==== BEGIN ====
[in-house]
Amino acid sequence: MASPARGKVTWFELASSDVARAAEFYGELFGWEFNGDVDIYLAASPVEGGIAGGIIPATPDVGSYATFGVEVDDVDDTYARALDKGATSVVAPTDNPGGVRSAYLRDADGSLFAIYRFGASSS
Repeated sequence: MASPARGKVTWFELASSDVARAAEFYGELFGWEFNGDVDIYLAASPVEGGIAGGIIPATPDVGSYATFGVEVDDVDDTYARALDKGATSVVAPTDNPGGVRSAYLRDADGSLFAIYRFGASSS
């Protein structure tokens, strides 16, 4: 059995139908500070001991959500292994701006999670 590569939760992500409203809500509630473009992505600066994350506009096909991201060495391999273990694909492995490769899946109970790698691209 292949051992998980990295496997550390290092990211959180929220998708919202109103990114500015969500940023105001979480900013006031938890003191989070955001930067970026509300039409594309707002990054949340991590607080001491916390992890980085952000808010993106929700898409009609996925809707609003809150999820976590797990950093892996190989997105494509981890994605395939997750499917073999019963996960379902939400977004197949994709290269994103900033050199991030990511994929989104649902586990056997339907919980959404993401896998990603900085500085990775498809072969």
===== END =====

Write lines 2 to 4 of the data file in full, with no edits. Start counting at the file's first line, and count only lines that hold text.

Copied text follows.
Amino acid sequence: MASPARGKVTWFELASSDVARAAEFYGELFGWEFNGDVDIYLAASPVEGGIAGGIIPATPDVGSYATFGVEVDDVDDTYARALDKGATSVVAPTDNPGGVRSAYLRDADGSLFAIYRFGASSS
Repeated sequence: MASPARGKVTWFELASSDVARAAEFYGELFGWEFNGDVDIYLAASPVEGGIAGGIIPATPDVGSYATFGVEVDDVDDTYARALDKGATSVVAPTDNPGGVRSAYLRDADGSLFAIYRFGASSS
């Protein structure tokens, strides 16, 4: 059995139908500070001991959500292994701006999670 590569939760992500409203809500509630473009992505600066994350506009096909991201060495391999273990694909492995490769899946109970790698691209 292949051992998980990295496997550390290092990211959180929220998708919202109103990114500015969500940023105001979480900013006031938890003191989070955001930067970026509300039409594309707002990054949340991590607080001491916390992890980085952000808010993106929700898409009609996925809707609003809150999820976590797990950093892996190989997105494509981890994605395939997750499917073999019963996960379902939400977004197949994709290269994103900033050199991030990511994929989104649902586990056997339907919980959404993401896998990603900085500085990775498809072969």